2. Thickness is referred to as microns. A Micron is 0.001 mm. The smaller the number of microns, the finer the fiber.

  3. Understand that some measure thickness by a system called the Bradford Count. This is an older system to measure fineness of a fleece as well. But in this instance it is the higher number the finer the fiber. This system figured the number of single-ply hanks, measuring 560 yards each, capable of being worsted spun from 1 pound of wool top. Years back wool merchants of Bradford needed a standardized way of advertising how fine their wools were

  4. Crimp is the waviness of the fiber and is measures as crimps per inch. The more crimps per inch in a staple of fleece the finer it will be. Romney, gotland , leicesters have less crimpy, are more wavy than crimpy, while merino, corriedale, romeldale will have more crimps and a finer handle.

In our experience, modern breeds will usually have a uniform staple over the whole animal and the whole herd, but the more primitive breeds, like icelandic, will show much more variation, both within a herd and on a single animal.

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The Rise

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Found the fleece? Now check for the quality of the wool

Remember to unroll the fleece knowing the last part you unroll is the tail end. Most shepherds remove the tail, but you can see the basic shape of the animal.

  1. If the fleece now looks like a sheepskin rug, forget it!! It is matted and will be a nightmare to process

  2. Lift the fleece. It should open up and hang ‘like a lace curtain’. You will see "holes" in the the fleece, but they will be holding together. Gently pull a few bits of the fleece apart. A good fleece will separate with fibers clinging together.

  3. At this point look for two faults: 

    • Second Cuts - little bits of fiber that was left during shearing. A well sheared fleece will still have a few 2nd cuts, but you do not want to see alot of them- they are usually less than 1/2 inch and look like little balls of wool. A good shearer knows the value of the fiber and will take their time to minimize 2nd cuts in a fleece.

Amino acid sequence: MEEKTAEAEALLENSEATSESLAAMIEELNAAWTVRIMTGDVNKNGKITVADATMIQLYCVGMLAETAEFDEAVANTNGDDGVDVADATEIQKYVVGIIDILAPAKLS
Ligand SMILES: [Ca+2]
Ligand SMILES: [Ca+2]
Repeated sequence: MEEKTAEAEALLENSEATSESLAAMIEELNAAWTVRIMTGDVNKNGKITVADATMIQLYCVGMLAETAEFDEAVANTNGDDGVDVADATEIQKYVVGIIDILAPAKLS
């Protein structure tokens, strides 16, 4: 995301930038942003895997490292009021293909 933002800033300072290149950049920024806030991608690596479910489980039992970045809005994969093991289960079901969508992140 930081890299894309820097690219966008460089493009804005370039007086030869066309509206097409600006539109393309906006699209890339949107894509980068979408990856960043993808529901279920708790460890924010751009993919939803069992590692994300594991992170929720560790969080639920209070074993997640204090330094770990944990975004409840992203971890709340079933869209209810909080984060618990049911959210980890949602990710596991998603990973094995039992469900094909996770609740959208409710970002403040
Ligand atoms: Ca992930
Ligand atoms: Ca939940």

• Cutting after the Rise - ‘The rise’ is the time when the wool is ready to be shorn. The rise is caused by the growth of new fleece.The fibers have a weak point here, and will tend to break when spinning. Older breeds of sheep alive today still grow a mixture of wool and hair, and they molt to shed their fleece in summer.  We see this a lot in icelandic and sheltand fleece. Even modern breeds get a weakening of growth in their locks. The sheep is telling them - I need a haircut!! A wise shepherd knows when to book the shearers when they see the rise on her flock, because it's so much quicker and easier to clip than trying to chop through the strong growth from winter.

    • You now need to examine the tips of the staple. How easily the tips can be separated? If the tips separate easily then spinning will be easy. If they have to be forced apart, consider it will take more preparation.

    • Look at the color of the tips. Are they sun bleached or stained? They will show in the yarn, but often will add depth of color, as long as they are not weak. 

    • Take a lock and pull on the tips- are they brittle? This is known as being "tippy". You may or may not chose to buy this fleece, the tips will come off in processing and leave behind "pills", which could be perfect for the yarn you will create. Know though, they will shed. 

    • Take a lock and snap it to test its strength.- Not a large twisted lock, as that will add strength- hold the cut end in one hand and the tips in the other. Holding the lock up to your ear, pull your hands apart quickly and listen for the sound made it makes.

      • Good, strong fiber will ‘ping’.

      • Weak fibers will have a crackling,

      • Very weak fibers will break, sometimes indicating stress, nutrition, etc

    • Try and finger spin a lock to see how they behave. Twisting the fiber into a "faux yarn" will show any kemp (rogue, course fibers that are itchy and will not take dye) 

What should I pay for fleece? 

We know it is hard to part with hard earned cash, but the bottom line is, a good fleece is worth their weight in gold ! Remember that the shepherd has spent a lot of time, money and energy in keeping their sheep happy and healthy so they can grow those beautiful fleeces. Happy sheep produce lovely fleeces. Do not try and bargain with the shepherd/ess. They are worth more than the small price you will pay for the fleece they are offering. Paying what they are worth is like saying thank ewe for caring for your sheep! 

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Now what? 

Now that you have carefully taken time and trouble to purchase your fleece, you still have to take care of it when you get it home. How? 

  1. Label the fleece as to the breed, from whom and when you purchased it

  2. Keep it in an unheated garage, shed, or a cooler room in your home

  3. Store it in a way mice and critter cannot get into it. Some ideas are

    • fleece in a mesh bag, 

    • polyester bag

    • 5 gallon bucket with a lid on it.

  4. Aim to use your fleece within the year. Fleeces will keep for many years, especially if kept in a cool dry place, but grease can go rancid, making them smelly and sticky and harder to wash. Before putting them away, you might want to wash them 1st.

  5. Most importantly- enjoy working with these beauties!